Detecting misuse of sedatives

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    Detecting misuse of sedatives
    Home, News

    Detecting misuse of sedatives

    Drug testing of drivers involved in accidents –
    first and second places go to THC and benzodiazepines

    Consuming benzodiazepines (BZO) before driving causes a five-fold1 increase in the risk of being injured in a road traffic accident. If alcohol is consumed at the same time, an accident-related injury is 112 times more likely to occur. Benzos, like cannabis and opiates, belong to a group of drugs known as sedatives. While their effects are often less obvious than those of stimulants, they are no less dangerous.

    After taking sedatives, people experience relaxation, often accompanied by euphoria and light-headedness, as well as a sense of time passing very slowly, with delayed reactions and movements. Users feel as though they’re “wrapped in cotton wool”. This skews their perception of the environment and the surrounding traffic – so that they may fail to spot red lights or pedestrians, miscalculate their speed and forget breaking distances or the sequences in which to perform actions. Users take greater risks because their relaxed state of mind gives them a false sense of safety. It makes no difference whether the substance is taken as prescription medication or illegally to make daily life easier. Many people don’t even consider the question of whether they are capable of driving. Or, they fall prey to the high risk of addiction associated with these drugs and simply don’t care about the risks to themselves or others around them.

    Detecting misuse of sedatives_benzodiazepines has risen sharply since 2007

    What are sedatives?
    Sedatives – also known as “downers” on the drugs scene – include opiates/opioids, benzodiazepines and cannabis. These substances have a largely dulling and relaxing effect. At the same time, sudden feelings of euphoria may also be experienced.
    Benzodiazepines and opiates/opioids are used in medicine, for example, to reduce anxiety, combat stress or relieve pain. They are only legal if purchased on prescription and are highly addictive. Sedatives are also becoming more widespread on the illegal drugs scene2.

    The number of people driving under the influence of sedatives is on the rise. To date, cannabis remains the most frequent narcotic detected in roadside screening.
    However, it is now closely followed by legal and illegal benzodiazepines. The European Monitoring Centre for Drugs and Drug Addiction (EMCDDA) is registering increased availability and growing consumption of both sedatives and opiates/opioids. To supply the illegal market, some of these substances are diverted from medical applications, while others come in the form of synthetic substances known as designer drugs. In some European countries and in the USA, the increase in road deaths due to sedatives has been proven.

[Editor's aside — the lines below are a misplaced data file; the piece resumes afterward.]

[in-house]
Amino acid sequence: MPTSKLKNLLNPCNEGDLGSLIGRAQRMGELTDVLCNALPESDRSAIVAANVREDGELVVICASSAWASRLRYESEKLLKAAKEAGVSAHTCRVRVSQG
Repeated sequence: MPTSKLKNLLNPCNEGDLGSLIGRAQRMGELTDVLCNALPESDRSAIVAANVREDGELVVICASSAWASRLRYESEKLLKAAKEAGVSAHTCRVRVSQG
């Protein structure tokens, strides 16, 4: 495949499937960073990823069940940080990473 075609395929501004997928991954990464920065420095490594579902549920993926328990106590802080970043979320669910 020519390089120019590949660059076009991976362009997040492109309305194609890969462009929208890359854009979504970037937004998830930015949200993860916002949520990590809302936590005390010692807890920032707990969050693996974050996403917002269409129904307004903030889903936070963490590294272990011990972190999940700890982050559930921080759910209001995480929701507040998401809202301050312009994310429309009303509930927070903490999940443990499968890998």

Conspicuous signs of sedative misuse
    Some of the main signs of taking sedatives are listed here. However, these points do not cover everything, as there are also other factors at play. For reliable identification of irregularities, instruction and practical training are recommended, for instance as offered by Securetec.

    Physical symptoms Behavioural effects
    Drooping eyelids, “bedroom eyes” Indifference
    Constricted pupils Light-headedness, sleepiness
    Fixed pupils that are very slow to respond to light Unsteady gait
    Uncontrolled salivation Feeling detached from reality
    General motor disturbances Euphoria
    Altered heart/breathing rate
    Injection sites
    Nausea, vomiting

    Most drug users don’t think they will be caught when driving or attending their place of work under the influence. In addition, up to 80 percent of people who have consumed sedatives underestimate the high risks associated with these in everyday life. Consistent screening is a sustainable way of making road traffic and workplaces safer and creating awareness of the risks.


    The DrugWipe® 6 S saliva tests enable fast and reliable detection of sedatives,
    such as benzodiazepines – we’re always happy to help.


    1Bund gegen Alkohol und Drogen im Straßenverkehr (Alliance Against Alcohol and Drugs on the Roads),, Hamburg 
    2European Drug Report 2022 and New Benzodiazepines in Europe, 2021, European Monitoring Centre for Drugs and Drug (EMCDDA), Lisbon –
    Deutsche Hauptstelle für Suchtfragen e.V. (German Centre for Addiction Issues), Hamm, – Bundesanstalt für Straßenwesen
    (German Federal Highway Research Institute),, Bergisch Gladbach